Small Change, Big Consequences — Partial Medicaid Expansions under the ACA

Adrianna McIntyre, M.P.P., M.P.H., Allan M. Joseph, M.P.H., and Nicholas Bagley, J.D. Though congressional efforts to repeal and replace the Affordable Care Act (ACA) seem to have stalled, the Trump administration retains broad executive authority to reshape the health care landscape. Perhaps the most consequential choices that the administration will make pertain to Medicaid, which today covers more than 1 in 5 Americans.1 Much has been made of proposals to introduce work requirements or cost sharing to the program. But another decision of arguably greater long-term significance has been overlooked: whether to allow “partial expansions” pursuant to a state Medicaid waiver. Arkansas has already submitted a waiver request for a partial expansion, and other states may well follow its lead.2 To understand Arkansas’s request, and why it matters so much, some background is in order. Medicaid waivers have long allowed states to experiment with delivery reform and coverage expansions, but waivers became more consequential in 2012, when the U.S. Supreme Court gave states a choice about whether to expand their Medicaid programs to cover everyone with an income of up to 138% of the federal poverty level. Some states sought greater flexibility to expand Medicaid on their own terms, which made participation in the expansion more palatable in Republican-controlled states. After intense negotiations, the Obama administration granted expansion waivers to seven states... Full article published in The New England Journal of Medicine...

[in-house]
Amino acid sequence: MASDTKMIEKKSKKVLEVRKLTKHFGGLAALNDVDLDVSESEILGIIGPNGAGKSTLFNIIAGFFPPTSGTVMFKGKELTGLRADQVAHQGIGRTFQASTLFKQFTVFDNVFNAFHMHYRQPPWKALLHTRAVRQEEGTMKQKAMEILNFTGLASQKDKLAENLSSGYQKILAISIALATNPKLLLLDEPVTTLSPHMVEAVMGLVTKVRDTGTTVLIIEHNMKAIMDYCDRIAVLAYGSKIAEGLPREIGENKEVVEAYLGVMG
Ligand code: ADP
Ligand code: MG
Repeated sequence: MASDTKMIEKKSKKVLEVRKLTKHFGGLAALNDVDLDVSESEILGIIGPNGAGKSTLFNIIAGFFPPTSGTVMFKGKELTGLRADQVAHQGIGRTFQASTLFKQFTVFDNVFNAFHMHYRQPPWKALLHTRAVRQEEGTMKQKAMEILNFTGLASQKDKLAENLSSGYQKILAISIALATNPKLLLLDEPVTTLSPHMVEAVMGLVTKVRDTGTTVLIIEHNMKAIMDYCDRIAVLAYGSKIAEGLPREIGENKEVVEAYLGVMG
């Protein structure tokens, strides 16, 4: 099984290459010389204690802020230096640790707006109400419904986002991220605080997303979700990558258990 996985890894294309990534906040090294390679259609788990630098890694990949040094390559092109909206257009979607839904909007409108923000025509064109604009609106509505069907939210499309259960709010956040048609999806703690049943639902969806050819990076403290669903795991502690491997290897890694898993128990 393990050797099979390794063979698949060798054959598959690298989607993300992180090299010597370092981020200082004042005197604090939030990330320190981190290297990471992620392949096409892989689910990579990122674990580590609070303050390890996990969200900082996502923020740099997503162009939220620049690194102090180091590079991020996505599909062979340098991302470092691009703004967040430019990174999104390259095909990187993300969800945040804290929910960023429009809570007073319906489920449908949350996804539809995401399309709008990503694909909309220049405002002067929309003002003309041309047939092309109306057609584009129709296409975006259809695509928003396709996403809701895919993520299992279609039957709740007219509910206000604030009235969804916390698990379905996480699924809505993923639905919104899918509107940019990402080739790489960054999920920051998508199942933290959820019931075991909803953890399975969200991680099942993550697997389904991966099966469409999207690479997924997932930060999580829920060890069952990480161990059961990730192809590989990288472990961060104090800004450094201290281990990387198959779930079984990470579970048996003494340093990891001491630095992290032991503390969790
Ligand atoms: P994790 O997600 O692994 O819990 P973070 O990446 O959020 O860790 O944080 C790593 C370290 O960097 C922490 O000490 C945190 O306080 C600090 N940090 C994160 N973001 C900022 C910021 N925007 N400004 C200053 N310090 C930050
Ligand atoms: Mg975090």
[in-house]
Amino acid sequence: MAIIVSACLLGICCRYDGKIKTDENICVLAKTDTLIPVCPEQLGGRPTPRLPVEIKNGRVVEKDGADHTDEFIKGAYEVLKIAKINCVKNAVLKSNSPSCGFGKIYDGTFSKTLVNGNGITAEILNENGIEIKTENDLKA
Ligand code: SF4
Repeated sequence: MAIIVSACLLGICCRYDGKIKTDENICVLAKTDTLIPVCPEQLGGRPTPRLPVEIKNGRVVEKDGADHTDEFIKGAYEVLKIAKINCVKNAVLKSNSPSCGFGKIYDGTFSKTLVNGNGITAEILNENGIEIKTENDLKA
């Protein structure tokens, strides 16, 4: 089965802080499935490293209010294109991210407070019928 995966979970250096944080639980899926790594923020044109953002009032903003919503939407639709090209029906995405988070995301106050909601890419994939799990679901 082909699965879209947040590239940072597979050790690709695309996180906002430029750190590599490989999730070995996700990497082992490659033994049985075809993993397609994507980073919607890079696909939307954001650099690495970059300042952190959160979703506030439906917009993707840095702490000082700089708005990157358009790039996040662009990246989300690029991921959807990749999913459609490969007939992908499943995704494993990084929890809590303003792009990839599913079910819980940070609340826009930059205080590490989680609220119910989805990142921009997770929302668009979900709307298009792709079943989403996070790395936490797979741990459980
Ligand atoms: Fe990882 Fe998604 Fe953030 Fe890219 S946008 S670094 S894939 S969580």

The Dubious Empirical and Legal Foundations of Wellness Programs

Abstract The article offers information on the dubious empirical and legal foundations of workplace wellness programs in the U.S. Topics discussed include enactment of Affordable Care Act for expanding the scope of incentives availas; analysis of financial incentives offered to the employees for encouraging their participation in wellness programs; and targeting incentives specifically toward individuals diagnosed with chronic diseases. Source: Adrianno McIntyre, Nicholas Bagley, Austin Frakt, and Aaron Carroll, The Dubious Empirical and Legal Foundations of Wellness Programs, 27 Health Matrix 59 (2017) Available at:...

BOOK REVIEWS: Our Health Care Tug-of-War

Steven Brill makes some keen points about what works—and what doesn’t—in our health care system. He’s not so good on what will fix it. BY ADRIANNA MCINTYRE FROM SUMMER 2015, NO. 37 America’s Bitter Pill: Money, Politics, Backroom Deals, and the Fight to Fix Our Broken Healthcare System By Steven Brill • Random House • 2015 • 528 pages • $28 Several weeks after the disastrous October 1, 2013, launch of Healthcare.gov, I had dinner with friends who also happened to be reporters on the health-care beat. “We knew it was going to be bad,” one person at the table remarked grimly. “But did we know it was going to be this bad?” On the first day that the federal insurance exchange was online, just six people were able to register for coverage. The site struggled to work for months. But when open enrollment finally ended in April 2014, after several extensions from the Administration, more than eight million people had found coverage through the state and federal insurance exchanges, surpassing projections from the Congressional Budget Office. In America’s Bitter Pill, Steven Brill deftly chronicles this disaster and recovery with a depth of reporting that day-to-day coverage didn’t provide. With the benefit of hindsight and the space of 455 pages of text, Brill is able to trace the stubborn and complex confluence of pressures, inescapable trade-offs, and fallible actors that brought us the nation’s most sweeping health reform in half a century. But Brill, the celebrated investigative journalist, proves to be fallible, too: Rather than stick to reporting, he chooses to play pundit and issue ill-informed prescriptions for our health-care system. His recommendations demonstrate a...